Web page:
‘When it goes well, it works fantastically’: motivations to train and their impact on the practice of CBT

Roscoe, Jason ORCID logo ORCID: https://orcid.org/0000-0002-6088-1327 and Wilbraham, Susan ORCID logo ORCID: https://orcid.org/0000-0001-8512-0041 (2024) ‘When it goes well, it works fantastically’: motivations to train and their impact on the practice of CBT. The Cognitive Behaviour Therapist, 17 (6).

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Official URL: https://doi.org/10.1017/S1754470X24000060


Cognitive behavioural therapy training courses recruit individuals from a wide range of professional backgrounds; however, little is known about the motivations of individuals to train in CBT, compared with other therapeutic modalities. Previous research has found that role transition generates multiple intrapersonal conflicts for trainees, therefore it is of interest to better understand the impact of motivational factors on the experience of learning and practising CBT. Forty-three qualified CBT practitioners completed an online questionnaire with the data analysed using a grounded theory approach. A core category of ‘Alignment with CBT’ was drawn from the data, characterised by two distinct groups of therapists – ‘CBT endorsers’ and ‘career enhancers’. A model was developed consisting of universal and group specific factors related to motivation. The findings add to the literature on the impact of therapist characteristics on CBT practice. Practical applications of the model for trainers and supervisors are discussed.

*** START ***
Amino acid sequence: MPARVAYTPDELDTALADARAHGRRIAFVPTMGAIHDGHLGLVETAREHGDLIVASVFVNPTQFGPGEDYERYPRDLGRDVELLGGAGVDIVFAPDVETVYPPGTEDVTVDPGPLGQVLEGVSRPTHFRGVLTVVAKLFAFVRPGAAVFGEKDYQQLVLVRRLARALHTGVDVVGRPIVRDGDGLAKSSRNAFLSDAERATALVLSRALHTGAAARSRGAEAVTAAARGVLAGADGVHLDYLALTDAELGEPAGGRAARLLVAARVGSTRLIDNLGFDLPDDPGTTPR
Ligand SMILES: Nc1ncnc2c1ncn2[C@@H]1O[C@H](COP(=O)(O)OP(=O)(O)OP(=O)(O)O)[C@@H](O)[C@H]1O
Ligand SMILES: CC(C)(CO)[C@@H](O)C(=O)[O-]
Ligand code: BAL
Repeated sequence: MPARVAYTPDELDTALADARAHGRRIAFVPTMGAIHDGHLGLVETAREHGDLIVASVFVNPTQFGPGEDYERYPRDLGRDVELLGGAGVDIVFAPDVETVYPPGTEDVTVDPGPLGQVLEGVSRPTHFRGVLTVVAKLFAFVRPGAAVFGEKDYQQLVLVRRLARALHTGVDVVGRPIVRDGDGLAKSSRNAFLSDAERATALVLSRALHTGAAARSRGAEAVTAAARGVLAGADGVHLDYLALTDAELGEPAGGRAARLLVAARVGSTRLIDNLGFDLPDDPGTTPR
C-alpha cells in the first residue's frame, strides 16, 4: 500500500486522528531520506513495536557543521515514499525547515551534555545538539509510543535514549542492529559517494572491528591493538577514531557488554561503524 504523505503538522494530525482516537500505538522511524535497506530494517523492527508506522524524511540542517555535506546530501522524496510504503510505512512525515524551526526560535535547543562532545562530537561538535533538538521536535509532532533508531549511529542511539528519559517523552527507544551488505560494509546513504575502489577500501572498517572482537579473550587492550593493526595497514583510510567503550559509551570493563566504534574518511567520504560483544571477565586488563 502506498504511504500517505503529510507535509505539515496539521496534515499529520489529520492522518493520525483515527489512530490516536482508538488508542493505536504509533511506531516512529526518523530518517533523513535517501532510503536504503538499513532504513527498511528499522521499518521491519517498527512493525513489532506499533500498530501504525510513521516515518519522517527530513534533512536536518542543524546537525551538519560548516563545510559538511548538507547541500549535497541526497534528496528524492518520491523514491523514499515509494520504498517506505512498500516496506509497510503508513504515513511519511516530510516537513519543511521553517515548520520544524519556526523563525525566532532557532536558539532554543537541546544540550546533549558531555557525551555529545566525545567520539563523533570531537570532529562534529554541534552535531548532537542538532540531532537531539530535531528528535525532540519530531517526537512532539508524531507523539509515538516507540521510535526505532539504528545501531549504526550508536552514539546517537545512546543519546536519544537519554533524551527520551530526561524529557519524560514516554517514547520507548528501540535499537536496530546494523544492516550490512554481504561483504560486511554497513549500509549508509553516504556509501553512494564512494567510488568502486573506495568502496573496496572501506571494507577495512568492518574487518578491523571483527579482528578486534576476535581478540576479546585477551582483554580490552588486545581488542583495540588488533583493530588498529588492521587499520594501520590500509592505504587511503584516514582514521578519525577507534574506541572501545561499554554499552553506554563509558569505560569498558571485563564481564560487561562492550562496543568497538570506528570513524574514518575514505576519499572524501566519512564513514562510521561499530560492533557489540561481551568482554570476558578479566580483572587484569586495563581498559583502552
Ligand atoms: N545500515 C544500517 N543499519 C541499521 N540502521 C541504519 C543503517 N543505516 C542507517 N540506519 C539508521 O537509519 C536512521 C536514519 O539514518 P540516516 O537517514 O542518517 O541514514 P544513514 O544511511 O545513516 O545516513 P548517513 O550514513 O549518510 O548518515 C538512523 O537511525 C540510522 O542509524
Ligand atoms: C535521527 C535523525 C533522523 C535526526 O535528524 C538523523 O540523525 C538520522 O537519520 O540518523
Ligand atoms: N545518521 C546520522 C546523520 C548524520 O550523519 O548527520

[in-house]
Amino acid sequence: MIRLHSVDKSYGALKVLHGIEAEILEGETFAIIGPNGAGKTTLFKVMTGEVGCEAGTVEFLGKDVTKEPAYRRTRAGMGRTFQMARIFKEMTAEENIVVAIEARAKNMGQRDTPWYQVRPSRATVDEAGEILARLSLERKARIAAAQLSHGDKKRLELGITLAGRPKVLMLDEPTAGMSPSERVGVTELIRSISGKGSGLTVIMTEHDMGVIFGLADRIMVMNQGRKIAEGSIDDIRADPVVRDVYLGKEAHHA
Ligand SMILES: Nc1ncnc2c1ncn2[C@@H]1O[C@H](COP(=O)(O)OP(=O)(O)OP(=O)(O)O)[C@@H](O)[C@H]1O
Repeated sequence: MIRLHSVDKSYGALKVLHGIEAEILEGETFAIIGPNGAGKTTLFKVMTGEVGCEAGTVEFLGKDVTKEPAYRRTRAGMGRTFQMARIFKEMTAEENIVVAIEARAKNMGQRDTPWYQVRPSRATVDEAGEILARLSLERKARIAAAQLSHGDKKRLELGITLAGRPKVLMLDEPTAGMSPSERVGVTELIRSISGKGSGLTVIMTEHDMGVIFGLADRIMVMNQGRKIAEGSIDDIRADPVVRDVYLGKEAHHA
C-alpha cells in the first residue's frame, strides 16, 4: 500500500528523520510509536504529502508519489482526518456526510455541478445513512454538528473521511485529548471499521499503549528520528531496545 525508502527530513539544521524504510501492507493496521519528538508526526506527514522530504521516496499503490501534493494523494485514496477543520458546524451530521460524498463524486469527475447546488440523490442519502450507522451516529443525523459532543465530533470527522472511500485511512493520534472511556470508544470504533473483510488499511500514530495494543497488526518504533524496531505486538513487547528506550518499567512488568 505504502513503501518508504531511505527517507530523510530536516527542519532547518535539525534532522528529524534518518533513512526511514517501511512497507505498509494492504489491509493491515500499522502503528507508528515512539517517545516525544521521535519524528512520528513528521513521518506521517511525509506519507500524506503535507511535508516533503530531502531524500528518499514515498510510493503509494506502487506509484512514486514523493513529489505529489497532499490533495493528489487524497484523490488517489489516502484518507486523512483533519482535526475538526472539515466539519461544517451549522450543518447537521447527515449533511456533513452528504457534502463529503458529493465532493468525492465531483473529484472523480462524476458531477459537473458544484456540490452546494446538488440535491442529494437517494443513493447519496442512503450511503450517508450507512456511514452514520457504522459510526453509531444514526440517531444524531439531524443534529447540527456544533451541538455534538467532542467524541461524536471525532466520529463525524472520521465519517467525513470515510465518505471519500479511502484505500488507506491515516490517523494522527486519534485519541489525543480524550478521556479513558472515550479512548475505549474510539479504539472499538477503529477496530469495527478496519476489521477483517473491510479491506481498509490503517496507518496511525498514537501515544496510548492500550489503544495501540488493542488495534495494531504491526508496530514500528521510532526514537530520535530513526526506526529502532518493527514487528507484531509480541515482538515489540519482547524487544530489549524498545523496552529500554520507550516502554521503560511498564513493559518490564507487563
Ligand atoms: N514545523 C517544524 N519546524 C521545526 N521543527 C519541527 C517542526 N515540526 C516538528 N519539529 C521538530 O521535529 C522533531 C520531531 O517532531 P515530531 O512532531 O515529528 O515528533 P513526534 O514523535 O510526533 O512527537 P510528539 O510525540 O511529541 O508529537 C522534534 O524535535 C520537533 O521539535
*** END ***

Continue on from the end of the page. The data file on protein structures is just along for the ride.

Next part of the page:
Item Type: Article
Journal / Publication Title: The Cognitive Behaviour Therapist
Publisher: Cambridge University Press
ISSN: 1754-470X
Departments: Institute of Health > Psychology and Psychological Therapies
Additional Information: This is an Open Access article, distributed under the terms of the Creative Commons Attribution licence (http://creativecommons.org/licenses/by/4.0/), which permits unrestricted re-use, distribution and reproduction, provided the original article is properly cited.
Depositing User: Susan Wilbraham
Date Deposited: 24 Feb 2024 19:57
Last Modified: 24 Feb 2024 20:00
URI: https://insight.cumbria.ac.uk/id/eprint/7564


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